October 16, 2009 in Features

Jonze focuses on childhood in ‘Where the Wild Things Are’

Mark Caro Chicago Tribune
Warner Bros. photo

Max Records, portraying Max, right, is shown with the character Carol, voiced by James Gandolfini in “Where the Wild Things Are.” Warner Bros.
(Full-size photo)

The critics’ take

•“It’s a gorgeous film … intricate and rough-hewn at the same time, dreamlike and earthy. What keeps it from reaching complete excellence is the thinness of the script.” – Christy Lemire, Associated Press

•“In honor of (Maurice) Sendak’s writing frugality, ‘Where the Wild Things Are’ is best described in one word: amazing.” – Rick Bentley, Fresno Bee

•“As a children’s film, it’s a bore. … (director Spike Jonze) got so lost in the ‘things’ that he’s left the ‘wild’ and the fun out.” – Roger Moore, Orlando Sentinel

The promotional materials for Spike Jonze’s new film adaptation of “Where the Wild Things Are” kick off with this quote from the director: “I didn’t set out to make a children’s movie; I set out to make a movie about childhood.” Warner Bros. has reason to emphasize this distinction: Although Jonze’s “Wild Things,” opening in theaters today, reveres the spirit of Maurice Sendak’s 1963 picture book, it’s quite a different beast.

Max, the troublemaking kid at the center of the action, is older. So, presumably, will be the film’s audience.

Author Dave Eggers, who co-wrote the screenplay with Jonze, says the movie’s influences certainly went beyond the standard kiddie fare.

“The movies that we talked about at the very beginning – ‘Wizard of Oz’ and ‘Black Stallion’ and ‘My Life as a Dog’ and ‘400 Blows’ – were about childhood and did it from a child’s-eye view as opposed to more like, I call them confections,” Eggers said recently over lunch with Jonze and actors Max Records (who plays Max) and Catherine Keener (who plays his mom).

Although a seven-minute, animated “Wild Things” was made in 1973 (and updated in the 1980s), Sendak later spent years trying to launch a feature-length film. He eventually approached Jonze, whom he’d befriended on a project before the director made his 1999 breakthrough film “Being John Malkovich.”

Eggers, the author of “A Heartbreaking Work of Staggering Genius” and founder of the independent publishing house McSweeney’s, had been friends with Jonze since writing him a fan letter about “Malkovich.”

The director didn’t care that Eggers had never written or even read a screenplay when he asked him to collaborate about five years ago.

“I think Spike has a fondness for untrained or self-trained people,” said Eggers, noting that Jonze also hired singer Karen O from the Yeah Yeah Yeahs as a first-time composer.

“Yeah, and Max had never acted in a film before,” Jonze said of his now-12-year-old star, who previously had appeared in a Death Cab for Cutie video.

“To me, it’s not so important finding somebody that has had the experience. It’s more finding somebody who has the right taste and qualities, because I feel like you can’t teach somebody taste, and I want to be with somebody whose taste is going to teach me something.”

By the time Eggers signed on, Jonze had fleshed out a back story that had Max living with his divorced mom and older sister, who was losing interest in him.

“I started thinking about who the Wild Things were and the idea that they were wild emotions,” said Jonze, who wanted to make a movie “that felt like being 9 in the world, trying to navigate this new place you’re in.”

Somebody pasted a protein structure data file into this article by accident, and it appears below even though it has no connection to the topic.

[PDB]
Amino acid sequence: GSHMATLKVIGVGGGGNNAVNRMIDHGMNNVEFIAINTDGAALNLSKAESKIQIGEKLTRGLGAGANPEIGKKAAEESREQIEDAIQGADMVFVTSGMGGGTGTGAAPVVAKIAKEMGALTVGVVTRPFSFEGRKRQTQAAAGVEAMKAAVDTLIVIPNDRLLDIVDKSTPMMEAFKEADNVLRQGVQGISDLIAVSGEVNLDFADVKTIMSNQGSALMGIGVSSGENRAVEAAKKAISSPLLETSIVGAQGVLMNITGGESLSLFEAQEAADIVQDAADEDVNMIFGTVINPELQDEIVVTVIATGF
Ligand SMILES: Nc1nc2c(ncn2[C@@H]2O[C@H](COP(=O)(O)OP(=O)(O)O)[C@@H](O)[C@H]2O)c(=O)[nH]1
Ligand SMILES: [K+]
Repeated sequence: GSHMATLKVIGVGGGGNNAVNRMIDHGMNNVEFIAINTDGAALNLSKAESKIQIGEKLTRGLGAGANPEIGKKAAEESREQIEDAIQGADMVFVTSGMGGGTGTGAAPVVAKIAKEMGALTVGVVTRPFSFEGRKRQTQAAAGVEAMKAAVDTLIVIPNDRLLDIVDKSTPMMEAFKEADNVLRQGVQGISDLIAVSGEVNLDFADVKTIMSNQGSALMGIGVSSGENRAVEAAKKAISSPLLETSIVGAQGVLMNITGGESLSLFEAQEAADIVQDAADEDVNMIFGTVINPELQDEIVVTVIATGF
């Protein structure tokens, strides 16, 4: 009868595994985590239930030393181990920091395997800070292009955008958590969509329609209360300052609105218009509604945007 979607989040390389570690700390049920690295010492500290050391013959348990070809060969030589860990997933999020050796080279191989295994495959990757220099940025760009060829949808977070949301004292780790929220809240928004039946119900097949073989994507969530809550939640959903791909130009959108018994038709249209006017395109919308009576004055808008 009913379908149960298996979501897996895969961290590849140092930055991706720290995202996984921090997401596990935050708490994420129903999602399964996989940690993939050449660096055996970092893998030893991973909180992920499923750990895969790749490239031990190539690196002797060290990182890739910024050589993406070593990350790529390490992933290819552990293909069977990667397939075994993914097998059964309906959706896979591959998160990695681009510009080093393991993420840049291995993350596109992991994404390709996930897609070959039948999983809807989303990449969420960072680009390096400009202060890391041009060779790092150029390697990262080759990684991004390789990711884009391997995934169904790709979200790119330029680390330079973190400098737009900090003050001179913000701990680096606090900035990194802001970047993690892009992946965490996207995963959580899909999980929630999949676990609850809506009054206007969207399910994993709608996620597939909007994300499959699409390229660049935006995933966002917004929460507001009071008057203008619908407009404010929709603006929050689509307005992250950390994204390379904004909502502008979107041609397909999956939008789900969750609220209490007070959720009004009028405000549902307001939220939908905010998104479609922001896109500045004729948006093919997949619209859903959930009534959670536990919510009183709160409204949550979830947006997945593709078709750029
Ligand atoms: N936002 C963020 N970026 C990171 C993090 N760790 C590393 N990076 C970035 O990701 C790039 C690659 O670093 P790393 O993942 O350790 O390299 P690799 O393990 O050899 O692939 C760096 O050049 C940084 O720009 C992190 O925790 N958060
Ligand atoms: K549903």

That the movie Max was older than the one on the page was something Jonze said he never considered “until I started telling Maurice about what I was writing.

“I was like, ‘OK, Max is like 8,’ and he said, ‘Oh, wait. Max is 5.’ As I was thinking about what the story was, it just felt like 8 or 9 was the right age.”

Sendak, who retains a producer’s credit, was OK with that change.

But the iconic, 81-year-old author-illustrator took more convincing on another one: Instead of having Max’s room turn into the forest where he encounters the Wild Things, the movie sends Max in his wolf costume storming out the front door and onto his adventure.

“That was the one thing that he really couldn’t believe we wanted to do, and he really fought it,” Eggers said. “He kept coming back to it.”

The writers said that, although they love the transition in the book, the film needed that extra shot of realism.

“If you’re going to watch a whole movie, and if it seems like the whole thing’s a dream or all in someone’s mind,” Eggers said, “I think it feels like a cheat.”

Perhaps Jonze’s riskiest decision was to make the movie live-action in a multipart process: The actors who played the Wild Things (including James Gandolfini and Catherine O’Hara) performed their voice work on a soundstage before the production moved to Australia, and Records acted alongside local actors in oversize puppet costumes whose mouths eventually were computer-animated.

Filming began in 2006, and in early 2008, some test footage of Records cavorting with oversize, non-mouth-moving puppets leaked out over the Internet amid rumors that the production was in trouble.

Warner Bros. announced it was delaying the release so Jonze could keep working.

Jonze said he took director/ friend David Fincher’s advice and didn’t respond to the gossip, though he admitted that he and the studio were in conflict.

“It wasn’t fun, but we made it through it,” he said, noting that the delay turned out to be a blessing because now the studio is giving the film a wide, well-promoted release.

“In the end, I guess the only thing that matters is that I got to make my movie. I feel like we made this thing that is true to what we set out to do.”

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